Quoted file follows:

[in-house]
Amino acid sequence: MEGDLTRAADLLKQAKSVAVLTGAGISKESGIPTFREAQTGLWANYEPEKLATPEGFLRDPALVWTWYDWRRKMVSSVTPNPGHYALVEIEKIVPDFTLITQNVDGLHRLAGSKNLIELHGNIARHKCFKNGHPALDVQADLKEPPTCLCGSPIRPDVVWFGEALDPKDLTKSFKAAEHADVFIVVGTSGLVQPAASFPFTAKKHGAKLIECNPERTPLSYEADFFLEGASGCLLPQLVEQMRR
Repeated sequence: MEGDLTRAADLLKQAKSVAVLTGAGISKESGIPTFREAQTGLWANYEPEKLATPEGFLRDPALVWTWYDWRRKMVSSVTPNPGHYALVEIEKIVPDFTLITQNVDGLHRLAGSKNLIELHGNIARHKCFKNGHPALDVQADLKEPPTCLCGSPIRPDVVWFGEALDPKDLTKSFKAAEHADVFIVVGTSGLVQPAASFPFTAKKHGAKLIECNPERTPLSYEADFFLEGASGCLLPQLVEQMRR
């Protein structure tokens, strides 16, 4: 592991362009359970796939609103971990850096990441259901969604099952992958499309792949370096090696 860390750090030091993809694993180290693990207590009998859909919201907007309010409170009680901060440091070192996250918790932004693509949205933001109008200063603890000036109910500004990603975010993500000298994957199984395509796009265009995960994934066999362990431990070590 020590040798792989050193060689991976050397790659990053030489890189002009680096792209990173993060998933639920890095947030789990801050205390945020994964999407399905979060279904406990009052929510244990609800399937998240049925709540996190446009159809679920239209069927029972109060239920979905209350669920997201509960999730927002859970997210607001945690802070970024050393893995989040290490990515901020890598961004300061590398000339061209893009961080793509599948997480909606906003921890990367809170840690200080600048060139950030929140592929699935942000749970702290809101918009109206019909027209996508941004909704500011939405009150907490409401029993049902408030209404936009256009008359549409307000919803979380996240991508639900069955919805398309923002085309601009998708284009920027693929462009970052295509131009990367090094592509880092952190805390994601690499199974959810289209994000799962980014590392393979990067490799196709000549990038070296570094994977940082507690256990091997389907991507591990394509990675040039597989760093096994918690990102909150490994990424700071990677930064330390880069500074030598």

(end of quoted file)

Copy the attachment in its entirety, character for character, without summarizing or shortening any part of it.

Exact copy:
[in-house]
Amino acid sequence: MEGDLTRAADLLKQAKSVAVLTGAGISKESGIPTFREAQTGLWANYEPEKLATPEGFLRDPALVWTWYDWRRKMVSSVTPNPGHYALVEIEKIVPDFTLITQNVDGLHRLAGSKNLIELHGNIARHKCFKNGHPALDVQADLKEPPTCLCGSPIRPDVVWFGEALDPKDLTKSFKAAEHADVFIVVGTSGLVQPAASFPFTAKKHGAKLIECNPERTPLSYEADFFLEGASGCLLPQLVEQMRR
Repeated sequence: MEGDLTRAADLLKQAKSVAVLTGAGISKESGIPTFREAQTGLWANYEPEKLATPEGFLRDPALVWTWYDWRRKMVSSVTPNPGHYALVEIEKIVPDFTLITQNVDGLHRLAGSKNLIELHGNIARHKCFKNGHPALDVQADLKEPPTCLCGSPIRPDVVWFGEALDPKDLTKSFKAAEHADVFIVVGTSGLVQPAASFPFTAKKHGAKLIECNPERTPLSYEADFFLEGASGCLLPQLVEQMRR
């Protein structure tokens, strides 16, 4: 592991362009359970796939609103971990850096990441259901969604099952992958499309792949370096090696 860390750090030091993809694993180290693990207590009998859909919201907007309010409170009680901060440091070192996250918790932004693509949205933001109008200063603890000036109910500004990603975010993500000298994957199984395509796009265009995960994934066999362990431990070590 020590040798792989050193060689991976050397790659990053030489890189002009680096792209990173993060998933639920890095947030789990801050205390945020994964999407399905979060279904406990009052929510244990609800399937998240049925709540996190446009159809679920239209069927029972109060239920979905209350669920997201509960999730927002859970997210607001945690802070970024050393893995989040290490990515901020890598961004300061590398000339061209893009961080793509599948997480909606906003921890990367809170840690200080600048060139950030929140592929699935942000749970702290809101918009109206019909027209996508941004909704500011939405009150907490409401029993049902408030209404936009256009008359549409307000919803979380996240991508639900069955919805398309923002085309601009998708284009920027693929462009970052295509131009990367090094592509880092952190805390994601690499199974959810289209994000799962980014590392393979990067490799196709000549990038070296570094994977940082507690256990091997389907991507591990394509990675040039597989760093096994918690990102909150490994990424700071990677930064330390880069500074030598």